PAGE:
Nov. 16, 1942 — Oct. 12, 2012
Alice Rae (Saunders) Stoltz, 69, passed away Friday.
Alice was a loving wife to Michael Stoltz, this spring celebrating 50 years of marriage. Together they had four children, five grandchildren and a lifetime of adventures, including traveling the world in their retirement and enjoying gardening, bird and nature watching, and gourmet cooking at their home in Albany. Alice was the cornerstone of the family, providing the planning, organization, vision and love that kept everyone together.
Alice believed in helping others. She inspired her husband, Mike, and all four children to complete their college education. She pursued her own college education over 10 years by consistently taking night classes while raising the children and working to support the family.
Alice was born in a small town, Scobey, Mont., near where her parents, Edna and Laurence Saunders, operated the L&E Saunders General Merchandise store in Whitetail, Mont. After her father died when she was 4 years old, Alice was raised in Bozeman, Mont., where she met Mike.
After their marriage on May 28, 1962, in Bozeman, Alice and Mike farmed in Sunburst, Mont., for six years before moving to Culbertson, Mont., from 1968 to 1972. Alice was instrumental in starting the Newcomers Club that welcomed new arrivals to Culbertson. She also was the president of the Home Demonstration Club.
The growing family then moved to Glendive, Mont., from 1972 to 1979, where Alice became a talented legal secretary and became an active leader in her children’s activity clubs, including
4-H and the Glendive Swim Team, and helped her children excel in competitions.
Alice had a tremendous capacity for hard work and commitment to building a better life for her family. With Alice’s vision and planning, in Glendive the whole family participated in building a solar home, complete with homemade solar collectors. For nine months, while Mike pursued his master’s degree in Oregon, the family of six lived in a two-bedroom apartment while Alice worked to support them.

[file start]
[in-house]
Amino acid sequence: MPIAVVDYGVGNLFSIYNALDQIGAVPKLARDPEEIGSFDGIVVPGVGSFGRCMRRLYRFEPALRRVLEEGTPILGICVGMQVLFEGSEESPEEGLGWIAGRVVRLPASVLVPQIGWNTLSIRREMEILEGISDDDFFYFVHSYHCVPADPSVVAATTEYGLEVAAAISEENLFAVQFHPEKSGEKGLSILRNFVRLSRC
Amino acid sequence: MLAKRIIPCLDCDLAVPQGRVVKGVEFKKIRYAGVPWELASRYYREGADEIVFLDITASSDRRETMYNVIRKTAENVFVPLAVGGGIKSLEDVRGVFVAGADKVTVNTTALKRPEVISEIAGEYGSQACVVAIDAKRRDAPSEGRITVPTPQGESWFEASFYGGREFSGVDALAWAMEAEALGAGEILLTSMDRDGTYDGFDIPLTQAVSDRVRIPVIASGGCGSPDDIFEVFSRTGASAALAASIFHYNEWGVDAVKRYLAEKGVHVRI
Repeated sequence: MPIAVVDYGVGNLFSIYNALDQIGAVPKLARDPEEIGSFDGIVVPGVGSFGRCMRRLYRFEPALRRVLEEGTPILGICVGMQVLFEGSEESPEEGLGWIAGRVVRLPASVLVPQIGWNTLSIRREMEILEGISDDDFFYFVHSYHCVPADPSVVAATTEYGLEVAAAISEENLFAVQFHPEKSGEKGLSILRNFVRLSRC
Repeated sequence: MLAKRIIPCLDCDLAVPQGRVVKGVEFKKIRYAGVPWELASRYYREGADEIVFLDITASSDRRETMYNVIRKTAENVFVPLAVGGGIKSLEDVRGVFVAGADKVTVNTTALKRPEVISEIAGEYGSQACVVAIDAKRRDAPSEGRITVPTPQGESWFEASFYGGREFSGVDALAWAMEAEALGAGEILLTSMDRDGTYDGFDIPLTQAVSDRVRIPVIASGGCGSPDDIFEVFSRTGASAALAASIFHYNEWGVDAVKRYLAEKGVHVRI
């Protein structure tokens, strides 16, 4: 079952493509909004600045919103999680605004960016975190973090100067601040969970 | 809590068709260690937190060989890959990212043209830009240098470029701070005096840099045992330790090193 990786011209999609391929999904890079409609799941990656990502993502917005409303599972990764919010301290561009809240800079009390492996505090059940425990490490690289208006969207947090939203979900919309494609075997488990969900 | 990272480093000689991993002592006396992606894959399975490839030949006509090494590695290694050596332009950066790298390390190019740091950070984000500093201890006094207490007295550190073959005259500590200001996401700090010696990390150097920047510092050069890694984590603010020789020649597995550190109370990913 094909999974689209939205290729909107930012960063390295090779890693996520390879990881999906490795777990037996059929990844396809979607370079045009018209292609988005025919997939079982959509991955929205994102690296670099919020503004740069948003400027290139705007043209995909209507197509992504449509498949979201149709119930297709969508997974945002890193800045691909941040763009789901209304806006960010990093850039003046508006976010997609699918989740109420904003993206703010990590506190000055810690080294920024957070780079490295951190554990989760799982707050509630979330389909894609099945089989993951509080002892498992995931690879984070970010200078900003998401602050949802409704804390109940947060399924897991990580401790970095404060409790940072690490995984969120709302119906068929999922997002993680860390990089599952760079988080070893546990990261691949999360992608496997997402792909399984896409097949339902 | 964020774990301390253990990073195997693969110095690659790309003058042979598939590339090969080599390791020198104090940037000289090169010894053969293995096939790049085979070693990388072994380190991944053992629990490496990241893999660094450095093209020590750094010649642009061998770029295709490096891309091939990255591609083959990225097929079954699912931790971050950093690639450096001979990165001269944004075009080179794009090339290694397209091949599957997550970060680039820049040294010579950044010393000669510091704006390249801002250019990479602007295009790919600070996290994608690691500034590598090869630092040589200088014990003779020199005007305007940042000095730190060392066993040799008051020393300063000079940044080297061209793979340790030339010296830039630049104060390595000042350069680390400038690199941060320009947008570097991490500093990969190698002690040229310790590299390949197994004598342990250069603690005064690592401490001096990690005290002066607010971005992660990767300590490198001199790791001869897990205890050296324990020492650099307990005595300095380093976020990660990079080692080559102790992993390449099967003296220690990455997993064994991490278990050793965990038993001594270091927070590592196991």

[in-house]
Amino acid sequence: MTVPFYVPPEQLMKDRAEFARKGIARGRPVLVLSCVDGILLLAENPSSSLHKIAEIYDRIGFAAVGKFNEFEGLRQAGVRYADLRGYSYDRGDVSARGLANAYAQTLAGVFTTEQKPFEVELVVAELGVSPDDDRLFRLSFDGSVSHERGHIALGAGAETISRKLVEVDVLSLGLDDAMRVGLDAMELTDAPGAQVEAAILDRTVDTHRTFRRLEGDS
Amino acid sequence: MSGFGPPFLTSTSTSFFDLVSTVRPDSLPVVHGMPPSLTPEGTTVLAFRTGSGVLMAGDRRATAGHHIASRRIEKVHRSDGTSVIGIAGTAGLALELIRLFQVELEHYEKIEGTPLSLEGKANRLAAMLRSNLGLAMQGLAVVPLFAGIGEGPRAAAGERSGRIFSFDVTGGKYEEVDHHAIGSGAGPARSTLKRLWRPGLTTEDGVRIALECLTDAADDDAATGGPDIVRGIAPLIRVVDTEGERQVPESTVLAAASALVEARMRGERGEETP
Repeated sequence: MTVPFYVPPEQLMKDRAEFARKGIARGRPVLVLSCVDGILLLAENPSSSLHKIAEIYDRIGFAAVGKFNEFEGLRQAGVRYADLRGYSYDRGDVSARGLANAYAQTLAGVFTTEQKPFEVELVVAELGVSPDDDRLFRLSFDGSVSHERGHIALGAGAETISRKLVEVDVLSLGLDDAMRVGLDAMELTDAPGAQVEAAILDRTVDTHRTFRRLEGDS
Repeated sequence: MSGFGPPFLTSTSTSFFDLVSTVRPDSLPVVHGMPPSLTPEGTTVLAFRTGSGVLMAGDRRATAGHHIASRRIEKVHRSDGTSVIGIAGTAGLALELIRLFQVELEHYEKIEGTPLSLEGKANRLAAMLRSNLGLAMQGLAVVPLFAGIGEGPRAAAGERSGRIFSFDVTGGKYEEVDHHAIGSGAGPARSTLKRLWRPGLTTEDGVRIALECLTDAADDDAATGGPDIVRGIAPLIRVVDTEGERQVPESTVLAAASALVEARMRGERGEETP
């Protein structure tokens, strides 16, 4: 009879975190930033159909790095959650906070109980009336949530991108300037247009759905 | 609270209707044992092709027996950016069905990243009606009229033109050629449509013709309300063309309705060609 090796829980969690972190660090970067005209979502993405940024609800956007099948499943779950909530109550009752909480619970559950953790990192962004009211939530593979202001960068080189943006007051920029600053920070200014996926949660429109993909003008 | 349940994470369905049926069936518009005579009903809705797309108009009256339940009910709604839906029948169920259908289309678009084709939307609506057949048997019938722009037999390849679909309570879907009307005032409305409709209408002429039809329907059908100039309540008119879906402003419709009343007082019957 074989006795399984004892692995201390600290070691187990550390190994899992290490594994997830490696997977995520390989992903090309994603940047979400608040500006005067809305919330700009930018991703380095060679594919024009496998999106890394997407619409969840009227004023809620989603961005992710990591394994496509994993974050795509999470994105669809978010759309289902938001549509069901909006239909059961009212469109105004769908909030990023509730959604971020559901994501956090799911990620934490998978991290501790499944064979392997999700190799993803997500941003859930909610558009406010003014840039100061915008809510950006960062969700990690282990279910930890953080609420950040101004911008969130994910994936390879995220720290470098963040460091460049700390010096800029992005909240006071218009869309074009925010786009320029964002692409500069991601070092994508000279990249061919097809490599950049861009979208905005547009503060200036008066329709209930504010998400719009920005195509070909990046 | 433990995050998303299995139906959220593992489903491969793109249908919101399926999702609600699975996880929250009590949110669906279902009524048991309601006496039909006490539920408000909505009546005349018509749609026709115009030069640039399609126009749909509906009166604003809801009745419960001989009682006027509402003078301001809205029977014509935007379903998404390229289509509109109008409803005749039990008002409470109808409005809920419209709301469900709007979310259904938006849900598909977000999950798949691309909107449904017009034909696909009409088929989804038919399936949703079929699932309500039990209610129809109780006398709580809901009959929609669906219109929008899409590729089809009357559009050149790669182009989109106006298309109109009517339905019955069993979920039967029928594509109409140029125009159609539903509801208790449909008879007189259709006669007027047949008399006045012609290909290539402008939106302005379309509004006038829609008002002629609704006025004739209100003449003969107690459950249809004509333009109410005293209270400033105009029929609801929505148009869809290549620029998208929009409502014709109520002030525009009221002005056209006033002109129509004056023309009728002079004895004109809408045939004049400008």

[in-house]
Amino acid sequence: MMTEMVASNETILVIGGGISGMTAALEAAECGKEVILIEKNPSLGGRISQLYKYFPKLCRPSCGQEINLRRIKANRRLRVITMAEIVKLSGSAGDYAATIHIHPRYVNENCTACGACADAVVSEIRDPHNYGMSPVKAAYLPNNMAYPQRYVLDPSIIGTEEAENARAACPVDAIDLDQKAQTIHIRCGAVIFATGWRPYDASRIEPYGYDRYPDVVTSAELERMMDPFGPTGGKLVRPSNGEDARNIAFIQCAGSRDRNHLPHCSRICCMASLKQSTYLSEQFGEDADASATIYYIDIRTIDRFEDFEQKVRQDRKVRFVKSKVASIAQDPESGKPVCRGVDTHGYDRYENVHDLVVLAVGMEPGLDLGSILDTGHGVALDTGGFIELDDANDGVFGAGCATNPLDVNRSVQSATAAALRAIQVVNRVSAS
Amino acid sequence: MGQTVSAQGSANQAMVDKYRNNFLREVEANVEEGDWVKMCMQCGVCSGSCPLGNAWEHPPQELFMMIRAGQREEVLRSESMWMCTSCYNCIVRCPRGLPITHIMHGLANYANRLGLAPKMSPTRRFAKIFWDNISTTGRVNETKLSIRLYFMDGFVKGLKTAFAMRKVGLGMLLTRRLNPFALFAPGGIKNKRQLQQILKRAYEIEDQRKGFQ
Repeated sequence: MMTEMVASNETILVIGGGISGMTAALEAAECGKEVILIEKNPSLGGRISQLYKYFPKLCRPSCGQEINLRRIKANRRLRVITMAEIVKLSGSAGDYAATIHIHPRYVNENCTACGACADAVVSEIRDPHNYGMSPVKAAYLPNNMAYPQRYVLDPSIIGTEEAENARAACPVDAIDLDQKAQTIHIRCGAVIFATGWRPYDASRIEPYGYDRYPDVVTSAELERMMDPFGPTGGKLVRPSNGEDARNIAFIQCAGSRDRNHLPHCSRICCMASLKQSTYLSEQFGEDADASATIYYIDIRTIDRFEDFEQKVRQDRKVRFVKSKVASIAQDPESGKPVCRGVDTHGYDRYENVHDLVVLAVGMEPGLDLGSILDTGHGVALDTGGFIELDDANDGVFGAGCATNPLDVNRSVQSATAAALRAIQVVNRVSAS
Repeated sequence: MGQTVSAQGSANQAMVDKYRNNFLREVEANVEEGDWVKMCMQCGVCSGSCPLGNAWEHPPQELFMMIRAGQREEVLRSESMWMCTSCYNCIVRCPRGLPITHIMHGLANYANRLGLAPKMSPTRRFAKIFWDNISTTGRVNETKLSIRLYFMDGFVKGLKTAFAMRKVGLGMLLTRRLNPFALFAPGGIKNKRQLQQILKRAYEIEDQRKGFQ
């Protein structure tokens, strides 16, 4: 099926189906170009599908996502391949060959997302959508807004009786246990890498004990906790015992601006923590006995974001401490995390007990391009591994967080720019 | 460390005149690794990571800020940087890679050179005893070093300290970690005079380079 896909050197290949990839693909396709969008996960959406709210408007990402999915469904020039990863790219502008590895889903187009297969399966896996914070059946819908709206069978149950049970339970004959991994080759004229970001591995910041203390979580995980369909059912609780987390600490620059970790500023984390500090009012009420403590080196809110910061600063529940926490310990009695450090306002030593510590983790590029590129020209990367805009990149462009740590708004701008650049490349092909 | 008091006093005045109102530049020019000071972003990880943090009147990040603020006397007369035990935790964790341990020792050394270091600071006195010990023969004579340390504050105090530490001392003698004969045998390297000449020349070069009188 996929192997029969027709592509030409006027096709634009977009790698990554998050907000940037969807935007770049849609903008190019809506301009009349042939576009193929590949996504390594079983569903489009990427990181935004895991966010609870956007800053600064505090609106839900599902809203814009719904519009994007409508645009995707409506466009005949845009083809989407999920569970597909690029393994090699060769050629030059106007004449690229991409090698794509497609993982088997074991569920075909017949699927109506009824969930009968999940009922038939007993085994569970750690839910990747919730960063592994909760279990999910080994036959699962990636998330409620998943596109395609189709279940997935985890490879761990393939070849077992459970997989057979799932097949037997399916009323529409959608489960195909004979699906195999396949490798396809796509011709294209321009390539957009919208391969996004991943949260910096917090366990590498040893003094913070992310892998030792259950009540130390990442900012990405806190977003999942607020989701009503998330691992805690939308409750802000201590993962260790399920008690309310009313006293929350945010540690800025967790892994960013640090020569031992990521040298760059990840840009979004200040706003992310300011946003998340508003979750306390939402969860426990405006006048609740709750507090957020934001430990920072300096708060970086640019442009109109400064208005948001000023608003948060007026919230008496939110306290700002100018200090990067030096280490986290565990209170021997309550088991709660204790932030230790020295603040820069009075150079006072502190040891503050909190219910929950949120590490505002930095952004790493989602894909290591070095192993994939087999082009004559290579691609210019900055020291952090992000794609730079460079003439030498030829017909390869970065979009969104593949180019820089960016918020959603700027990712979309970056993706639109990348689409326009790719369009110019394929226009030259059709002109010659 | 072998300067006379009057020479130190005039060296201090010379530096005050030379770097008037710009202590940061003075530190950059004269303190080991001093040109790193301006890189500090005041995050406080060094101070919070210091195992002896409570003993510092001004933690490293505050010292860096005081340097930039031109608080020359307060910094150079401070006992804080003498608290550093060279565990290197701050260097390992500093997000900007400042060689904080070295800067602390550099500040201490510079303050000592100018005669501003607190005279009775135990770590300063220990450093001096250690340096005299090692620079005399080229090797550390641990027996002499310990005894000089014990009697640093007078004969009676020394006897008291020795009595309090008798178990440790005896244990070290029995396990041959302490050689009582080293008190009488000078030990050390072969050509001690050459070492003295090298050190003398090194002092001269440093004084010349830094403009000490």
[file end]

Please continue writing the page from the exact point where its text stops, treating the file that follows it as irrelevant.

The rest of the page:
Following the opportunity for a better job for Mike and a broader experience for her children, Alice and the family moved to Eugene in 1979, staying until 1986 when the children completed high school. She continued her legal secretarial career in Eugene and in Pendleton, where she and her husband moved after the children left for college.
In Pendleton, Alice was an active member of the Soroptimist Club, once making 30 pies to support the club. In 1998, she and her husband moved to the Corvallis/Albany area, where she retired from being a legal secretary.
Throughout her life, Alice actively supported her husband’s efforts to further international relationships, enjoying both travel and the opportunity to teach and learn from people all over the world. In 1992 Alice accompanied Mike on a six-month assignment through the Polish-American Extension Project Team, to help Polish farmers become responsive to a free-market system. The project won international acclaim.
While in Poland, Alice taught computer skills and held classes for the Polish home economics extension specialists on how to cook low-fat meals. Alice also accompanied her husband on assignment to Ethiopia.
During their retirement, Alice and Mike often spent two or three winter months in Arizona traveling in their RV, and eventually traveled to more than 22 foreign countries. Thailand was her favorite.
Alice was an 11-year breast cancer survivor. Her surgeon credited her with saving her own life through self-examination.
Alice is survived by her husband, Mike Stoltz of Albany; children Rhonda Stoltz and husband Steve Mustoe of Eugene, DeNel Stoltz and stepdaughter Kiara of Bellingham, Wash., Craig Stoltz and wife Amy and children Erin, Cody and Courtney of Portland, and Shawna Moos, husband Rich and children Terrence and Olivia of Centerville, Mass; her older sister, Mary Deighton of Bozeman; older brother Leslie Saunders of Bozeman; and younger brother Allen Saunders of Jackson, Wyo.
Alice was a private person and did not want to be in the spotlight. At Alice’s request she will be cremated and there will be no memorial service. In lieu of flowers, donations in her name can be made to the Susan G. Komen for the Cure breast cancer foundation in care of Fisher Funeral Home, 306 Washington St. S.W., Albany, OR 97321.